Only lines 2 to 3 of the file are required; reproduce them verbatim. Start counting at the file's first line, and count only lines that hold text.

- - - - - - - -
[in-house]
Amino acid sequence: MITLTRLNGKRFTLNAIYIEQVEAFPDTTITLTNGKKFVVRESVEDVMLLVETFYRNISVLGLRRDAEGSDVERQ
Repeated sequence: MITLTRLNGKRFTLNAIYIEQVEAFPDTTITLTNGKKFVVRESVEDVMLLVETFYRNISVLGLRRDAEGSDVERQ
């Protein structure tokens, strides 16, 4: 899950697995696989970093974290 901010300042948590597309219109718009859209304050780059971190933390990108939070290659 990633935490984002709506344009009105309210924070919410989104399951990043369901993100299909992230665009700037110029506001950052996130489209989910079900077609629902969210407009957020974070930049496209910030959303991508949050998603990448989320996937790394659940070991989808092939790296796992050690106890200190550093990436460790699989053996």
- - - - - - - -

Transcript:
Amino acid sequence: MITLTRLNGKRFTLNAIYIEQVEAFPDTTITLTNGKKFVVRESVEDVMLLVETFYRNISVLGLRRDAEGSDVERQ
Repeated sequence: MITLTRLNGKRFTLNAIYIEQVEAFPDTTITLTNGKKFVVRESVEDVMLLVETFYRNISVLGLRRDAEGSDVERQ